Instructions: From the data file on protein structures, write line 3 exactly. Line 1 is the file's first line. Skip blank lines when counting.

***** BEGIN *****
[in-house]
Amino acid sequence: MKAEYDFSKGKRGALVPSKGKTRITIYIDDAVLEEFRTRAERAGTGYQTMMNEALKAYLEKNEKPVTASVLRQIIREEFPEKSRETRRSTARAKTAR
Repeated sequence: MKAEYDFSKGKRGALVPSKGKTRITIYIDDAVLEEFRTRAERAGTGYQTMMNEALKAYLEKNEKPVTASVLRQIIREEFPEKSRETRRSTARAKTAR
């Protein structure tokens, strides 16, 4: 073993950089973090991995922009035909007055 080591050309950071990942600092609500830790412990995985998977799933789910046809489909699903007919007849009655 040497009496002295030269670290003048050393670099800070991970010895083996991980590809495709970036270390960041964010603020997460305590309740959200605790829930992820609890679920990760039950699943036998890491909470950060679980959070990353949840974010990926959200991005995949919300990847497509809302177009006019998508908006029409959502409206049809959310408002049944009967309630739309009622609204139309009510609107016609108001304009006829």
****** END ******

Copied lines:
Repeated sequence: MKAEYDFSKGKRGALVPSKGKTRITIYIDDAVLEEFRTRAERAGTGYQTMMNEALKAYLEKNEKPVTASVLRQIIREEFPEKSRETRRSTARAKTAR